Strengthen science education & the scientific workforce

Disabilities: Supports ratification of the Convention on the Rights of Persons with Disabilities and encourages international cooperation, sharing of scientific knowledge, and R&D on assistive technologies in carrying out the requirement to implement the means for equal access to medical facilities, education, workplaces, and communication technologies.

Employment Nondiscrimination: Recommends federal legislation to extend employment discrimination protection to include sexual orientation, gender expression, and gender identity.

Health Care: Supports health care policies that focus on preventive care, availability and affordability of health plans, universal eligibility, portability of health coverage across state lines, and privacy of medical information.

Importance of Hands-on Laboratory Activities: Supports hands-on activities in education and explores the proper role of computer simulations that mimic laboratory procedures as a useful supplement to them but not a substitute for them.

Retirement Security: Urges Congress to reduce the regulatory complexity of 401(k) plans available to small-business owners and promote faster vesting and more portable plans.

Science Education: Supports ensuring that all students understand science in accordance with national standards; modernizing learning environments; strengthening science, technology, engineering, and mathematics (STEM) teacher education programs; and nurturing students of all backgrounds, including from underrepresented groups, in pursuit of studies and careers in STEM.

Teaching of Evolution: Supports teaching of evolution; opposes alternative, nonscientific theories; and urges states and localities to support high-quality science standards and curricula.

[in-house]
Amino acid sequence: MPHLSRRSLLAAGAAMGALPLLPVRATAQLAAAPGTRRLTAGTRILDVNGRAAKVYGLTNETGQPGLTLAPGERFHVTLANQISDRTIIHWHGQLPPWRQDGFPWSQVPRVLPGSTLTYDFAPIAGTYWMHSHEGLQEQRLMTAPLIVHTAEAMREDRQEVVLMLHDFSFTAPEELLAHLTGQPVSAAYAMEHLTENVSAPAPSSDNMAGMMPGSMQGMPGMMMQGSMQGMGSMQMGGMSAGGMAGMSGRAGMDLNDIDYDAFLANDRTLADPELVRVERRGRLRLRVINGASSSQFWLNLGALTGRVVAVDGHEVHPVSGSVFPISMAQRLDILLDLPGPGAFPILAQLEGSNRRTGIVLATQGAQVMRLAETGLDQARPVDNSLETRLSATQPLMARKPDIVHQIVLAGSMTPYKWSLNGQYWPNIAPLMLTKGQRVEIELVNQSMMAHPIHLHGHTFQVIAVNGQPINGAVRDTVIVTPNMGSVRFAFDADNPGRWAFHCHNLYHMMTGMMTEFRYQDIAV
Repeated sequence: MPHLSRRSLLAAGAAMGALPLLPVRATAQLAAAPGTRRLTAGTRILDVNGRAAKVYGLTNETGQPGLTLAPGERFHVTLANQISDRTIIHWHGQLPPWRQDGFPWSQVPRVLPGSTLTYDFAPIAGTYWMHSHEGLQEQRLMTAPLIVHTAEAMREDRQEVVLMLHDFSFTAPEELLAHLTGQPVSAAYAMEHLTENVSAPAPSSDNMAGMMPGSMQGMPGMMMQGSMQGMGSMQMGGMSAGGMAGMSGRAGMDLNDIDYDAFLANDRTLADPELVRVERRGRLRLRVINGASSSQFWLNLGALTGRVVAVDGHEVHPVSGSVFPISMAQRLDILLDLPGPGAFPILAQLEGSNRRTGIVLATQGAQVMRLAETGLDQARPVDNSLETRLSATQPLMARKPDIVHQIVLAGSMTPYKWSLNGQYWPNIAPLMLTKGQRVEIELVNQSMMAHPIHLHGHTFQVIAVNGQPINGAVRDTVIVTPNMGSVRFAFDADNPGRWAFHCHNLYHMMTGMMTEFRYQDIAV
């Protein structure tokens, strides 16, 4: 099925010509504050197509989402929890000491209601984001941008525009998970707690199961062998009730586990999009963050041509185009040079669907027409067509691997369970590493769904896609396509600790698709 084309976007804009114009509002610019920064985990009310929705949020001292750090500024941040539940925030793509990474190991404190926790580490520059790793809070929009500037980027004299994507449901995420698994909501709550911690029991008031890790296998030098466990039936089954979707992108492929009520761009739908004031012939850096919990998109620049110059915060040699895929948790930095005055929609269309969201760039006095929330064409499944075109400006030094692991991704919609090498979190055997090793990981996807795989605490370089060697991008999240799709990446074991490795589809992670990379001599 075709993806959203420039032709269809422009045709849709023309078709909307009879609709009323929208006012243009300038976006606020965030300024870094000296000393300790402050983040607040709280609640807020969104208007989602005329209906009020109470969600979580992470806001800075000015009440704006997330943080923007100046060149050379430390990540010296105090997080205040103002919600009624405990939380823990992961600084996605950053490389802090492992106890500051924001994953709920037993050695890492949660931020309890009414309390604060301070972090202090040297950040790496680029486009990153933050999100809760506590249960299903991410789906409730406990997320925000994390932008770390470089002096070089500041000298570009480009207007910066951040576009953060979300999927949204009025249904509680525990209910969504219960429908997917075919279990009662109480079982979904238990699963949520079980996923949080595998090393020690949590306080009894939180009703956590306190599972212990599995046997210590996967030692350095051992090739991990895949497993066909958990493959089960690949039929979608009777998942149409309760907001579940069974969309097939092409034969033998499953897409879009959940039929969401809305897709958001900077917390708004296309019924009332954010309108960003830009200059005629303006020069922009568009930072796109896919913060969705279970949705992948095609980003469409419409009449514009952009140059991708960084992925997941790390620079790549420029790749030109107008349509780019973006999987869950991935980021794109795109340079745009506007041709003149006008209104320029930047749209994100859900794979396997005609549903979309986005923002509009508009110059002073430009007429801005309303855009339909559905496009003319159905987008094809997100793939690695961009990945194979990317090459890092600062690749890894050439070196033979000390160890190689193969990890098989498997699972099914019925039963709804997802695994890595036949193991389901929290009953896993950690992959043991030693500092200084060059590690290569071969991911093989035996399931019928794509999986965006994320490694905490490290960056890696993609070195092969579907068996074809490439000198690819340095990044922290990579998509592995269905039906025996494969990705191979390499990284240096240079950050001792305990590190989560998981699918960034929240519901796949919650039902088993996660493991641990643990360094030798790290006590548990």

Visa Restrictions: Supports visa policies that facilitate scientific education and exchange and welcome foreign scholars, students, scientists, and engineers. Supports timely and reasonable screening processes for visits, greater transparency of the application process, and the issuance and management of visas that are more aligned with the purpose of academic study and scientific exchange.

Advance sustainability & the environment

Chemical Risk Assessment & Regulatory Decision Making: Supports risk assessments that are based on sound science, that are protective of human health and the environment, and that include necessary information from the commercial chemical enterprise while protecting confidential business information.

Climate Change: Reviews the science and recommends action on greenhouse gas reduction and climate change adaptation strategies. Encourages continued funding for research into the effects of climate change while also emphasizing the importance of educating the public on the issue.

Endocrine Disruption: Endorses expanded funding for the development of more effective tools and methods for diagnostic testing and also for green chemistry research into functional alternatives.

Inherently Safer Technologies: Endorses federal support for research and development to expand IST options and usage.